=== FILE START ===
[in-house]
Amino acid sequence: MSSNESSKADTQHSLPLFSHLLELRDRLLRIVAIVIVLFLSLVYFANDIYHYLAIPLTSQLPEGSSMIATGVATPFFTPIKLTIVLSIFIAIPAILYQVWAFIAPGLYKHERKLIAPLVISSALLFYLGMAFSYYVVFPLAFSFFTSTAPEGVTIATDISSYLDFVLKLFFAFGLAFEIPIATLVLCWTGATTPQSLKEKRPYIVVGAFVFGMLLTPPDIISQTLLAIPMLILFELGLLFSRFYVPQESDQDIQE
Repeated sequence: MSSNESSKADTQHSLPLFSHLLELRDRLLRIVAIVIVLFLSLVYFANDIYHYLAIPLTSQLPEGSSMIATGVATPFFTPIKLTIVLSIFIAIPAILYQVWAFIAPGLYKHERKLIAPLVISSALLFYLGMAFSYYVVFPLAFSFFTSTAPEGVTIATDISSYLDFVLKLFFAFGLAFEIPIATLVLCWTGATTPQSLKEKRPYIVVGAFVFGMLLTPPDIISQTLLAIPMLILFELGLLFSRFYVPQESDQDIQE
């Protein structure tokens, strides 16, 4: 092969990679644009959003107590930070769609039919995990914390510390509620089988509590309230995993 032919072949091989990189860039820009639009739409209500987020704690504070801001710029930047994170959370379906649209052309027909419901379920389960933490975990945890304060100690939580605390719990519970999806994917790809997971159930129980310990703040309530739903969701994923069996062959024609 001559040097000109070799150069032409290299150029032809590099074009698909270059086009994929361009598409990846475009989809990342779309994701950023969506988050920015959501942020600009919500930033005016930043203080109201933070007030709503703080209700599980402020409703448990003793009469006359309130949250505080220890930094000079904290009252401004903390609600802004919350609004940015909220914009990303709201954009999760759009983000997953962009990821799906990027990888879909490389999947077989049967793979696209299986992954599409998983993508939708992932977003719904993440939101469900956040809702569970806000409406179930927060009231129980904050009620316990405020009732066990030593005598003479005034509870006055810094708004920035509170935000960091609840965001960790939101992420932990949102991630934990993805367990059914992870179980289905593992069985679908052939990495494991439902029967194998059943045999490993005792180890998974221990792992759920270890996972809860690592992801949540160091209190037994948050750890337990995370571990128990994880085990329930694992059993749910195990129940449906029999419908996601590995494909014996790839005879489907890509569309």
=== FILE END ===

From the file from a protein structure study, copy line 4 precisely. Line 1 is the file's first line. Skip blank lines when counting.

């Protein structure tokens, strides 16, 4: 092969990679644009959003107590930070769609039919995990914390510390509620089988509590309230995993 032919072949091989990189860039820009639009739409209500987020704690504070801001710029930047994170959370379906649209052309027909419901379920389960933490975990945890304060100690939580605390719990519970999806994917790809997971159930129980310990703040309530739903969701994923069996062959024609 001559040097000109070799150069032409290299150029032809590099074009698909270059086009994929361009598409990846475009989809990342779309994701950023969506988050920015959501942020600009919500930033005016930043203080109201933070007030709503703080209700599980402020409703448990003793009469006359309130949250505080220890930094000079904290009252401004903390609600802004919350609004940015909220914009990303709201954009999760759009983000997953962009990821799906990027990888879909490389999947077989049967793979696209299986992954599409998983993508939708992932977003719904993440939101469900956040809702569970806000409406179930927060009231129980904050009620316990405020009732066990030593005598003479005034509870006055810094708004920035509170935000960091609840965001960790939101992420932990949102991630934990993805367990059914992870179980289905593992069985679908052939990495494991439902029967194998059943045999490993005792180890998974221990792992759920270890996972809860690592992801949540160091209190037994948050750890337990995370571990128990994880085990329930694992059993749910195990129940449906029999419908996601590995494909014996790839005879489907890509569309």